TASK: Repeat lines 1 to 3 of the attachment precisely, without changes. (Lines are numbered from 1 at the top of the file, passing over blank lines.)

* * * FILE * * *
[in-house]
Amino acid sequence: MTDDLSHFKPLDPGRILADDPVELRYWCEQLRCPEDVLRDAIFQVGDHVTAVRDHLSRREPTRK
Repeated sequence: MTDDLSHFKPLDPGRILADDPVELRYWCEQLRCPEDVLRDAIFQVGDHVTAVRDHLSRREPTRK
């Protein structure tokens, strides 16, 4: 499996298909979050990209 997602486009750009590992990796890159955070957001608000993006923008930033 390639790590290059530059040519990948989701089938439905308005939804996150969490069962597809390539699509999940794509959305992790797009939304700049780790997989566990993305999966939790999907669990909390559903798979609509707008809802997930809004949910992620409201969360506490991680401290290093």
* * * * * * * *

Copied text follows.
[in-house]
Amino acid sequence: MTDDLSHFKPLDPGRILADDPVELRYWCEQLRCPEDVLRDAIFQVGDHVTAVRDHLSRREPTRK
Repeated sequence: MTDDLSHFKPLDPGRILADDPVELRYWCEQLRCPEDVLRDAIFQVGDHVTAVRDHLSRREPTRK